Meagan Pearse


One of the state’s leading music educators is pioneering research into how a teacher’s physiology and gender stereotypes might play a role in how boys are taught music, as part of her latest push to advocate for the subject and her students. ​ Anglican Church Grammar School (Churchie) Specialist Senior Music teacher, Meagan Pearse, who was part of a team which wrote Queensland’s 2013 Music Syllabus and is now one of the lead writers of the new Music Extension Syllabus, lives and breathes music. She even has musical notation on the soles of her shoes.

Her exceptional leadership at her school and state-wide is one of the reasons she is a finalist in this year’s Queensland College of Teaching TEACHX Excellence in Teaching Award.

Ms Pearse undertook a Master of Educational Leadership program partly to learn how to talk with principals and deputy principals to help improve the value placed on music education.

“I have always been an advocate for the study of music to enhance academic success; it provides us with an avenue for communication, builds resilience and confidence and improves organisation just to name a few. In addition, neuroscience continues to show that throughout adolescence learning music helps the brain develop its ability to function more efficiently,” she said.

Having played a musical instrument from every family except brass, having taught in all-boys schools for years and being a PhD student herself, Ms Pearse has an in-depth knowledge of how best to teach boys, but she is always pushing to learn more.

“Boys need to know why they are doing it,” Ms Pearse said. “They need to believe that you know what you are doing and you need to respect them and show an interest in their lives. They are very relationship focussed … I have found that if boys don’t trust and respect you, they disengage.”

Ms Pearse uses a variety of strategies to engage students, including flipped learning and “How to” videos, which she is also embedding in OneNote for all of Churchie’s music teachers. She also uses ‘the reverse chronology approach’.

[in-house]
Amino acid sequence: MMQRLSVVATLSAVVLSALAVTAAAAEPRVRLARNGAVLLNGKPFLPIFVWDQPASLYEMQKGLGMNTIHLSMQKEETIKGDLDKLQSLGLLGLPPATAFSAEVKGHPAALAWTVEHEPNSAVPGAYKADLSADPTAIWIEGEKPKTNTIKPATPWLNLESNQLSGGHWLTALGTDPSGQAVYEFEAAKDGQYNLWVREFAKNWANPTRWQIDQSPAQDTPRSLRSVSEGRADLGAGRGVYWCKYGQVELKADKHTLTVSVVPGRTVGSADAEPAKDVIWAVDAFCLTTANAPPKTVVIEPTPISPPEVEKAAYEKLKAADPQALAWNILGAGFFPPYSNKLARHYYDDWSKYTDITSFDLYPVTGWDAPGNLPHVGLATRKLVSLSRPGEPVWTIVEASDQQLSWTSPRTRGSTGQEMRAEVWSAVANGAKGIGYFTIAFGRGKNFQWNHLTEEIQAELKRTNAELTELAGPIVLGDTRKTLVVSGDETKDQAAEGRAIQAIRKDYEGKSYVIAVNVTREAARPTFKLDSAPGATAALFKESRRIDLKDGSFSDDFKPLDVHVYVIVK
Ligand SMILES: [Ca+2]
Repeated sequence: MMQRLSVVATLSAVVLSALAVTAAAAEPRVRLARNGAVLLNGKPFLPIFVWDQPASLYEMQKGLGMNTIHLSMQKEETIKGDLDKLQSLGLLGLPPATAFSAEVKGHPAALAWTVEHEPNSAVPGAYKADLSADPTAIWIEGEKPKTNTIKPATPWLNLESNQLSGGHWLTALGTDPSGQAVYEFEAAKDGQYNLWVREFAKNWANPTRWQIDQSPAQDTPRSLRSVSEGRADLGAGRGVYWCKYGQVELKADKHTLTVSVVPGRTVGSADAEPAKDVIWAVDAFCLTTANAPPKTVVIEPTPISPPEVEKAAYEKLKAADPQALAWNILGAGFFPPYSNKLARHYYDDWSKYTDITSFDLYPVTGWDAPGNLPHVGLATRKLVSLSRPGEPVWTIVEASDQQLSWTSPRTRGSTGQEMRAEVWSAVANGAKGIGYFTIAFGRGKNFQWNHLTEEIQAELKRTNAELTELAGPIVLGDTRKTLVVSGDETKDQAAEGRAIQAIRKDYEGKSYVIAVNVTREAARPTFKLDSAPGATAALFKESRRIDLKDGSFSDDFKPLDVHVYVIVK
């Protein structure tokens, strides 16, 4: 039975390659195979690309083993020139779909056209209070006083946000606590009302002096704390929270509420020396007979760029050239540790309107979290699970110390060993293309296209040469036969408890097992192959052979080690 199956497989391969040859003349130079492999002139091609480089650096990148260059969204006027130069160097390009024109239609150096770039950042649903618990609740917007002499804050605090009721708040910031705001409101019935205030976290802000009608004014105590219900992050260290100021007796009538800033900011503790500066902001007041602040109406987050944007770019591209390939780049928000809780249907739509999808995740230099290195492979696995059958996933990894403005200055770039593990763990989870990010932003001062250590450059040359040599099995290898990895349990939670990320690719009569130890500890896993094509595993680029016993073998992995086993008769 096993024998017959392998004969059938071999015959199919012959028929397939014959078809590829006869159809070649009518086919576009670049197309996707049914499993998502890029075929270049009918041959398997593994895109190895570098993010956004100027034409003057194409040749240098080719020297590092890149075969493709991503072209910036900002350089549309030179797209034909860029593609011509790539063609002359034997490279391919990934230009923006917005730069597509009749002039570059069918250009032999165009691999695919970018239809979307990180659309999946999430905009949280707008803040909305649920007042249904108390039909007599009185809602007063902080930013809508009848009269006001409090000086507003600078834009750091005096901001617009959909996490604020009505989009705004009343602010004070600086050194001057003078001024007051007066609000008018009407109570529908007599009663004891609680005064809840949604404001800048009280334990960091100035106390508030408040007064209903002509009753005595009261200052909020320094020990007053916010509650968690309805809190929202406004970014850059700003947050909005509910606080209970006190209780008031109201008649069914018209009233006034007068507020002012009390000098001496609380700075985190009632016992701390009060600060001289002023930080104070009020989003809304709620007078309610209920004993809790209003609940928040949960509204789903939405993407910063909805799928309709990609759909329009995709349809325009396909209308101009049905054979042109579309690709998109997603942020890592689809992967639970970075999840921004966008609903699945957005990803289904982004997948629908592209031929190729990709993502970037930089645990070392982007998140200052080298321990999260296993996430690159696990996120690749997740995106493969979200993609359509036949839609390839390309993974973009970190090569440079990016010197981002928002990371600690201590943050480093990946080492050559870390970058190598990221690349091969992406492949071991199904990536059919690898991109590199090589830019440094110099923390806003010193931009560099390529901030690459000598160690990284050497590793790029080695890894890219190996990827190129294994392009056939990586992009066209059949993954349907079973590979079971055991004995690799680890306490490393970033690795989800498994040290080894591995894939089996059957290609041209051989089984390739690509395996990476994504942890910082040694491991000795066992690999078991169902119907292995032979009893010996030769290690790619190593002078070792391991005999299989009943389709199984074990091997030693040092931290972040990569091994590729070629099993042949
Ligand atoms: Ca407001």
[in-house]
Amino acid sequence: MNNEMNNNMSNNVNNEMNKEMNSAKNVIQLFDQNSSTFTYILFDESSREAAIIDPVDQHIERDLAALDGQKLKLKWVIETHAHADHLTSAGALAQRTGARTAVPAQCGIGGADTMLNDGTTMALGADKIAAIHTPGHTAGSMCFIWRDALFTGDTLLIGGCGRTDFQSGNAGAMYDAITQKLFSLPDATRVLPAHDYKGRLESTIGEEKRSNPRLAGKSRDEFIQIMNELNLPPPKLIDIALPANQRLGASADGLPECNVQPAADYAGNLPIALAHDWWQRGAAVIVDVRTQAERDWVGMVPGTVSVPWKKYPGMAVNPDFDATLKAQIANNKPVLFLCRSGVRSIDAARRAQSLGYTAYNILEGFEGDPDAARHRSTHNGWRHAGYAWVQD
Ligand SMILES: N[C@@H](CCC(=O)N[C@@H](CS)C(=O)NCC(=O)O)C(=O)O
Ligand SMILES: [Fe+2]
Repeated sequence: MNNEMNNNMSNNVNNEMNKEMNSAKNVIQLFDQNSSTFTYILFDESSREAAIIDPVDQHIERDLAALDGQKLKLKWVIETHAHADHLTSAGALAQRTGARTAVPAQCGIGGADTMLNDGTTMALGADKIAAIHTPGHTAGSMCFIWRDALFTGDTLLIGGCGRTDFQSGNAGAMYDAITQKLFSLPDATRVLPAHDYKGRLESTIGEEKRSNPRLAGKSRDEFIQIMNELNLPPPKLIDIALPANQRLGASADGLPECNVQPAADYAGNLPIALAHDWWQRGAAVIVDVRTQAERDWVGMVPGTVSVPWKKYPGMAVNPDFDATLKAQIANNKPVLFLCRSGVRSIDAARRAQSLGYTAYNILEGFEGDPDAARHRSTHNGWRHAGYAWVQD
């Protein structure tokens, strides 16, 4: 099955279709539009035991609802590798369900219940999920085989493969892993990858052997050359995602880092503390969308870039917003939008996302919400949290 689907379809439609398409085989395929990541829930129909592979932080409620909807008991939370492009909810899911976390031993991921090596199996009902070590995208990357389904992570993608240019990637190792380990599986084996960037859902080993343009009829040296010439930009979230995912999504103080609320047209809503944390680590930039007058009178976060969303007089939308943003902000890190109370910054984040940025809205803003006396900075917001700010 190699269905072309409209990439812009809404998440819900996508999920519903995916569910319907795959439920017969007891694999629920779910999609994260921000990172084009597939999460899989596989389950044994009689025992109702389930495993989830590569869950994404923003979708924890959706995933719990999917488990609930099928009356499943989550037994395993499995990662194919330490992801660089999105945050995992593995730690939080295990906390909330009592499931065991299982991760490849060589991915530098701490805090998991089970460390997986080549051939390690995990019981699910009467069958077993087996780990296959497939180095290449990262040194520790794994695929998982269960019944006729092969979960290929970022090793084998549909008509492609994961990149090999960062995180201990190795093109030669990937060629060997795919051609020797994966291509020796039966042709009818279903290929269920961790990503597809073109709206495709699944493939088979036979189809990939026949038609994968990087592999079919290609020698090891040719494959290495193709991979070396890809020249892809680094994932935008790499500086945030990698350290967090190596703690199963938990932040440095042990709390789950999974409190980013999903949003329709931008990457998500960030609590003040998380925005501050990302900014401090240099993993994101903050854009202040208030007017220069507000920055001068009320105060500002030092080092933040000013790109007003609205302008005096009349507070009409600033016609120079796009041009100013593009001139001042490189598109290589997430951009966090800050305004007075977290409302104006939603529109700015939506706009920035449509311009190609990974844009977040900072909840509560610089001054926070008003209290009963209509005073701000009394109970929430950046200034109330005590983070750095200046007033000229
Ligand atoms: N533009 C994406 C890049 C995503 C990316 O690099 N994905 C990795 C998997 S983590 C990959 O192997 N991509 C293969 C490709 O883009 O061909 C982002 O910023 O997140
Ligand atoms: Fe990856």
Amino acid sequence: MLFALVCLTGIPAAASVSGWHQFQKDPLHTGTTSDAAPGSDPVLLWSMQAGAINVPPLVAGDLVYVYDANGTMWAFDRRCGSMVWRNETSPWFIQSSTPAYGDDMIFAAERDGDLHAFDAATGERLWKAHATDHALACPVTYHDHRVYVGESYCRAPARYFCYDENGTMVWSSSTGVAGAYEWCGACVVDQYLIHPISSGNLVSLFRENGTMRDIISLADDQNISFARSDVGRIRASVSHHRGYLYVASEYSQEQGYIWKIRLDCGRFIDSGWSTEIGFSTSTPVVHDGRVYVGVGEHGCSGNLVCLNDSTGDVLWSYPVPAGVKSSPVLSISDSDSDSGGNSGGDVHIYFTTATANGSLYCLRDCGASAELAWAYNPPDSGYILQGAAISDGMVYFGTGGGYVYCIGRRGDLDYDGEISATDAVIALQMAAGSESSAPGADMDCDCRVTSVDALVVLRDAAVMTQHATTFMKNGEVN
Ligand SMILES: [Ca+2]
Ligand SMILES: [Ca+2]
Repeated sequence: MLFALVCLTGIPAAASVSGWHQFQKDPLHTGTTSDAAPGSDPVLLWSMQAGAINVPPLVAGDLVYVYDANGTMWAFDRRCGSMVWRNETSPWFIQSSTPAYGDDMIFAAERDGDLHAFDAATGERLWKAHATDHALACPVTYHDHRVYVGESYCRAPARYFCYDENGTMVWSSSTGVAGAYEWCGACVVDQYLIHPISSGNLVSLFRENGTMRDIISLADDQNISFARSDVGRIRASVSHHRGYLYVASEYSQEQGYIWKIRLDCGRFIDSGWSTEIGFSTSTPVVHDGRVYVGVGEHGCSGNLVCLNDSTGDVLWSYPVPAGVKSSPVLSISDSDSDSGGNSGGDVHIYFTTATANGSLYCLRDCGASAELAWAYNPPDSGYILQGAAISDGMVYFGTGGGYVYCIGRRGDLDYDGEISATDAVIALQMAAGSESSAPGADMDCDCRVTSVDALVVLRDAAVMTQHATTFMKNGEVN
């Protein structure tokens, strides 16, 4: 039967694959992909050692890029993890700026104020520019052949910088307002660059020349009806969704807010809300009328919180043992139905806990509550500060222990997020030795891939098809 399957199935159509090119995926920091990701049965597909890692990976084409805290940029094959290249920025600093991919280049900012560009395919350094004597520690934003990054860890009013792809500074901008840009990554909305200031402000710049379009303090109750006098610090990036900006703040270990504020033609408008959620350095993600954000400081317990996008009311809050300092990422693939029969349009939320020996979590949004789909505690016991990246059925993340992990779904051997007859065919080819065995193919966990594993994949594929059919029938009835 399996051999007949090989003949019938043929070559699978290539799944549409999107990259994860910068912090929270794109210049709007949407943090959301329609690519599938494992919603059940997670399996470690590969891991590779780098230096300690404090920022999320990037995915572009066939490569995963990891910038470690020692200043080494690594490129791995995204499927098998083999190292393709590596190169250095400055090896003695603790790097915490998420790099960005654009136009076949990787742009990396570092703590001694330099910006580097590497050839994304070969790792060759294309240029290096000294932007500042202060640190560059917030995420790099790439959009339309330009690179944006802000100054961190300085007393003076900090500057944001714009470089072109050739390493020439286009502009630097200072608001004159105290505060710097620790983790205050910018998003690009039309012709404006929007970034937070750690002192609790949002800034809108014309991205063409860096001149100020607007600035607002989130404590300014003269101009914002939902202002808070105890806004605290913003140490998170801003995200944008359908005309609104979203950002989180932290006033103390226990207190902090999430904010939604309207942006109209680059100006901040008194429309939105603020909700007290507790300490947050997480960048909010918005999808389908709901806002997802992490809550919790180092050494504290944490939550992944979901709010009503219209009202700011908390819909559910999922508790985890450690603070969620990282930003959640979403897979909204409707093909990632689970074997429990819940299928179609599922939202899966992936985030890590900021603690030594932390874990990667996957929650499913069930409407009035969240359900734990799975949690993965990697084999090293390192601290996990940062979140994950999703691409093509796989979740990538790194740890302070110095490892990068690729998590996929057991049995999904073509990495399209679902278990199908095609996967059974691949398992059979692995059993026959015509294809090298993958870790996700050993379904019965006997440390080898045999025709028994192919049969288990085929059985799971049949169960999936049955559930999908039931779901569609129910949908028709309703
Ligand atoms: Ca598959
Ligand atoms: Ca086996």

“We start with the music of their generation and move backwards. The interesting thing about music, is that what we may think is new, is actually an innovation from a long time ago. Knowing about the history of music and how current music has been influenced by it challenges boys to apply a variety of techniques and devices to their own work,” she said. This term the Year 9s are looking at Aussie Rock.

Ms Pearse said her PhD study was not about whether males or females taught boys better, but about awareness of how teacher physiology and gender stereotypes may influence the pedagogy of male and female teachers differently, and how they engage boys in music-making. As part of her research she is also hoping to gain insight into the psychological pressures facing adolescent boys, especially in the lead-up to the return of external exams in Queensland. Having a teacher who is also a curriculum writer is an advantage, she said.

“I have travelled the state to present to teachers how to implement the syllabus … I understand the syllabus and believe in the importance of sharing knowledge with my colleagues across the state; I understand the premise and the reasons for it and as such, I know exactly what the students are required to do in order to achieve success,” she said.

As a finalist, Meagan received $500 for professional development.

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